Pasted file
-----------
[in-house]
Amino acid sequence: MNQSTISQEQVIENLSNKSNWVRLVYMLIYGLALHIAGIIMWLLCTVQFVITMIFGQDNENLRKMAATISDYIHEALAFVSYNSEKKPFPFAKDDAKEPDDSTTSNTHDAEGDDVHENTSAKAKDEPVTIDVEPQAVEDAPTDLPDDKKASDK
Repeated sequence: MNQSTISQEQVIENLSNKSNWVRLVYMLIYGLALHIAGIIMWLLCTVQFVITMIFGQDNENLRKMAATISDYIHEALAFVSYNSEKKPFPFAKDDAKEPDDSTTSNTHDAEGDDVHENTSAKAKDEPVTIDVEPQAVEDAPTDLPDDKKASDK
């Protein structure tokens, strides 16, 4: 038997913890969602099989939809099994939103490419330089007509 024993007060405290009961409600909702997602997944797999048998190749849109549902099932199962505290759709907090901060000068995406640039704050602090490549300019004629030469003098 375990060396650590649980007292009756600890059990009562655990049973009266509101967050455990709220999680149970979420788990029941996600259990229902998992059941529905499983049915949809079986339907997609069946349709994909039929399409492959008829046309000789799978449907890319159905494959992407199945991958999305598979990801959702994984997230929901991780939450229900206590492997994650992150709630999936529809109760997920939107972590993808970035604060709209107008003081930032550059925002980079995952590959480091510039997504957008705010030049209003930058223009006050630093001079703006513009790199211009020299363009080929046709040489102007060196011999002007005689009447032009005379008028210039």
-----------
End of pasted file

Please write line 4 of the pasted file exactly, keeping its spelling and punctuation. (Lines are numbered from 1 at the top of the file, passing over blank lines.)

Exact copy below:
């Protein structure tokens, strides 16, 4: 038997913890969602099989939809099994939103490419330089007509 024993007060405290009961409600909702997602997944797999048998190749849109549902099932199962505290759709907090901060000068995406640039704050602090490549300019004629030469003098 375990060396650590649980007292009756600890059990009562655990049973009266509101967050455990709220999680149970979420788990029941996600259990229902998992059941529905499983049915949809079986339907997609069946349709994909039929399409492959008829046309000789799978449907890319159905494959992407199945991958999305598979990801959702994984997230929901991780939450229900206590492997994650992150709630999936529809109760997920939107972590993808970035604060709209107008003081930032550059925002980079995952590959480091510039997504957008705010030049209003930058223009006050630093001079703006513009790199211009020299363009080929046709040489102007060196011999002007005689009447032009005379008028210039």